Hadad Yu is a Recovery Man; he finds things that other people want him to find. He assumes his clients have lost them or they have been stolen but he makes a point never to ask about it. Now, he has a possibly very lucrative job. A very wealthy woman wants him to find a rare flowering fidelia and bring it back to her still blooming. Yu suspects that the tree the flower is attached to might be sapient but he doesn’t ask or think about it too much. The terms are generous but Yu has only one chance to recover the flower; if the flower withers or something else happens, Magda Athenia will make sure that Yu will never work again in the Earth Alliance.

Things seem to be going well. Yu has trained with specialists so that he knows everything possible about the flower and after three years he has managed to track down the one place they are blooming. He’s approaches the place carefully, manages to secure the flowering fidelia, and smuggle it out of the planet. He contacts Athenia and confirms a meeting. But then a disaster strikes: the mysterious Black Fleet tracks him, breaches his space ship, and steals the flower. The client is furious and makes good of her threats.

Desperately, Yu travels to the alien Gyonnese for whom he has worked before. To his surprise, a high ranking group of the aliens meets him almost immediately and offers him a lucrative job. They have been hunting down a human woman who is responsible for killing thousands of their larvae. The woman was convicted to lose her child to the Gyonnese but the child died. However, now the woman has another child who apparently is a clone and therefore outside the jurisdiction of Gyonnese who care only about “originals” and not clones who, for them, aren’t real. But the Gyonnese strongly suspect that the mass murderer has fooled them and her original child hadn’t died at all. They want to hire Yu to take the child to them and serve justice. Yu is originally skeptical but when he views the case, he become convinced that serving the Gyonnese is the right thing to do, and he accepts.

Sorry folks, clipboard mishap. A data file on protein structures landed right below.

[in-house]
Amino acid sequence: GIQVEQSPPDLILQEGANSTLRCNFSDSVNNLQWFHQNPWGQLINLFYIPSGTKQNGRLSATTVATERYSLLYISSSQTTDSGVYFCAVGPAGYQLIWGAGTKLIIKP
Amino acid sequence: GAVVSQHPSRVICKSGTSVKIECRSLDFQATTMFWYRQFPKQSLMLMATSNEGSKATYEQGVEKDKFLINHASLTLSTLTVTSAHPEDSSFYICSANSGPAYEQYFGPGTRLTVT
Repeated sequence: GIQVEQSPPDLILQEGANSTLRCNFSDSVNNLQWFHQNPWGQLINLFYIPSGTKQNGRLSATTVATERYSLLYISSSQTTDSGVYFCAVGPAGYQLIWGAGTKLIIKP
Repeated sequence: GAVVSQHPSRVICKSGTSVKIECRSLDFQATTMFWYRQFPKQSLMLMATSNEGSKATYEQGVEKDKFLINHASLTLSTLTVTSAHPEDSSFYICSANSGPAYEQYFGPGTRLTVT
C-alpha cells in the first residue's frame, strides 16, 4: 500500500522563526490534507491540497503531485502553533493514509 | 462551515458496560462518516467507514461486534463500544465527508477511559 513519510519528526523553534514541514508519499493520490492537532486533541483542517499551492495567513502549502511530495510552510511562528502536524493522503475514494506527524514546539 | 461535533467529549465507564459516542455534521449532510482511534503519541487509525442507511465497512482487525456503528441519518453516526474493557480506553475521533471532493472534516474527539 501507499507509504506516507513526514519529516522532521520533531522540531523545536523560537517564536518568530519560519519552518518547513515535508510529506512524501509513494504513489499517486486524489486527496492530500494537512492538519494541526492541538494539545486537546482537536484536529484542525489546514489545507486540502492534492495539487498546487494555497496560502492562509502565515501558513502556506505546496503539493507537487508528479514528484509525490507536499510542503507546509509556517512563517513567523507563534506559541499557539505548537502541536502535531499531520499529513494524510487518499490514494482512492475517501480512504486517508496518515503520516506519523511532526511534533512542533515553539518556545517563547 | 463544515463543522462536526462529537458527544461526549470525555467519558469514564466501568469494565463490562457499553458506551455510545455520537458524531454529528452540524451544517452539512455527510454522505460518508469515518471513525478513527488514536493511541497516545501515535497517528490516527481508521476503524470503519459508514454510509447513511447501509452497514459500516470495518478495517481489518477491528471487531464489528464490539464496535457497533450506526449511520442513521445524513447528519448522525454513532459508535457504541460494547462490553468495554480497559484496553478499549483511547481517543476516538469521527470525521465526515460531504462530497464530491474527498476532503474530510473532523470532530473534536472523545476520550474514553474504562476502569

Yu is the central character in the story and the only point-of-view character. He’s skilled and competent in his job, but a loner. While Yu often doesn’t care if his work is legal, he does have moral code. He doesn’t recover people, until he agrees to this job. He takes care not to hurt anyone but he doesn’t really think through to the consequences of his actions, especially about the possible consequences to other people. He often works alone and when he works with someone, he keeps them at a distance and doesn’t really know them at all. Yet, when he decides that one of the other characters doesn’t really care for their child, he has nothing but contempt of that person.

Apparently, Yu knows the Gyonnese better than most other humans and he sympathizes with them more than the woman he’s sent to recover.